St. Petersburg Times
Special report
Video report
  • For their own good
    Fifty years ago, they were screwed-up kids sent to the Florida School for Boys to be straightened out. But now they are screwed-up men, scarred by the whippings they endured. Read the story and see a video and portrait gallery.
  • More video reports
Multimedia report
Print Email this storyEmail story Comment Email editor
Fill out this form to email this article to a friend
Your name Your email
Friend's name Friend's email
Your message
 

Affordable housing gets harder to find in Pinellas

A Times Editorial
Published January 30, 2005


Will Pinellas County's children be able to afford to live here when they grow up?

It is an important question that ought to concern public officials in every corner of the county.

Built-out Pinellas put out the word that it was open for redevelopment, and now it is teeming with developers who are scouring the county for opportunities. But so far, what do many of them want to build? "High end" residential projects, where sale prices may reach more than a million dollars. The Times recently reported that the average price for a newly built home in Pinellas last year was almost $400,000. It was $300,000 just two years ago.

Many of these high-end projects are being built on ground that once supported mobile home parks, apartment complexes and older homes. That housing was affordable to people who survived on low or moderate incomes: senior citizens, recent high school and college graduates, young families, and people in occupations that pay only moderate wages, such police officers, secretaries, restaurant and hotel workers, store clerks, schoolteachers, truck drivers and a host of others.

Where will they live when those affordable homes are demolished and replaced by new homes that cost hundreds of thousands of dollars?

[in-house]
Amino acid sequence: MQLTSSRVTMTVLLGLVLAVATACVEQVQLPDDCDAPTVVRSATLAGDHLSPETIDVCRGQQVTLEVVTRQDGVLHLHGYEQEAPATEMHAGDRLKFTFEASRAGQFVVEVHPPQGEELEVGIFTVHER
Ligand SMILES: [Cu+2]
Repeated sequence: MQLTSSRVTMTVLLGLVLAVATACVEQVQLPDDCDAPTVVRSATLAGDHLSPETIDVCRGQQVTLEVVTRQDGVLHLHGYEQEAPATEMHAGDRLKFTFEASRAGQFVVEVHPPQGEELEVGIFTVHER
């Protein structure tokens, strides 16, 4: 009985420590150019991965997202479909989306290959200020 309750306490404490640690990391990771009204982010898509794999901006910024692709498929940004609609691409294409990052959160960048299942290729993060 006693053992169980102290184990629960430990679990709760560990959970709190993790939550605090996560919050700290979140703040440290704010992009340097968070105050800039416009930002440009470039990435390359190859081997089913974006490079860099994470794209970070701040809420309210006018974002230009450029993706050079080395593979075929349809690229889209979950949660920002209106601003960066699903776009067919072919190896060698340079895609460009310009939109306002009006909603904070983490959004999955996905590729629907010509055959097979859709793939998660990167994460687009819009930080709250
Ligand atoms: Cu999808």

Many will be forced to move to other counties in the bay area, and when they do, it will be increasingly difficult for Pinellas employers to keep them. The service workers on whom the county's tourism industry is so dependent, and the midlevel workers who keep the county's ubiquitous offices and medical clinics staffed, will find it time-consuming and expensive to commute into the county. Among those who try to stay in Pinellas, homelessness may increase.

This is a scary picture that illustrates why it is so vital to have a good mix of housing types in a community. Public officials in Pinellas do a lot of talking about the need to build affordable housing, but the challenge is how to accomplish that when soaring land values make construction of low-cost housing unprofitable, while there is much profit to be made in building expensive housing.

In recent years, some builders have been enticed to construct affordable housing by a system of tax credits. Some local governments have further sweetened the pot by waiving impact fees and expediting approvals for lower-cost housing.

Last week, Largo officials and a developer broke ground for a 180-unit apartment complex for low- to moderate-income residents on Clearwater-Largo Road at Ponce De Leon Boulevard. The Richman Group of Florida will get tax credits for building the Belleair Place Apartments, and the city dropped more than $500,000 in impact fees the builder otherwise would have paid. Residents who meet income qualifications will pay $700 to $800 a month to rent the apartments.

Largo officials sought out developers interested in affordable housing, and they say they hope that Belleair Place will be just the first of many such projects along Clearwater-Largo Road, where rundown mobile home parks had threatened to derail a city initiative to upgrade the corridor.

However, not all local governments are as intent on attracting affordable housing as Largo. There are numerous reasons for their lack of motivation: pinched municipal budgets that make it more difficult to waive fees; concern that residents of affordable housing will require more government services; the allure of big tax base increases when high-end projects are built; and the lack of lobbying power by those who need low-cost housing.

Another significant reason officials drag their feet is that neighbors typically mount energetic campaigns against such projects, mistakenly believing that "affordable housing" is the same as "public housing" and fearing a drop in their property values.

Developers also may be less and less motivated by incentives such as tax credits as the profit differential between low-cost and high-end developments grows because of spiraling land costs.

In a market as hot for developers as Pinellas, public officials cannot afford to wait until some other time to come up with programs to ensure a diverse housing stock. Future Pinellas residents of all income levels will need safe, clean and affordable places to live.

[Last modified January 30, 2005, 00:10:19]


Share your thoughts on this story

[an error occurred while processing this directive]
Subscribe to the Times
Click here for daily delivery
of the St. Petersburg Times.

Email Newsletters

ADVERTISEMENT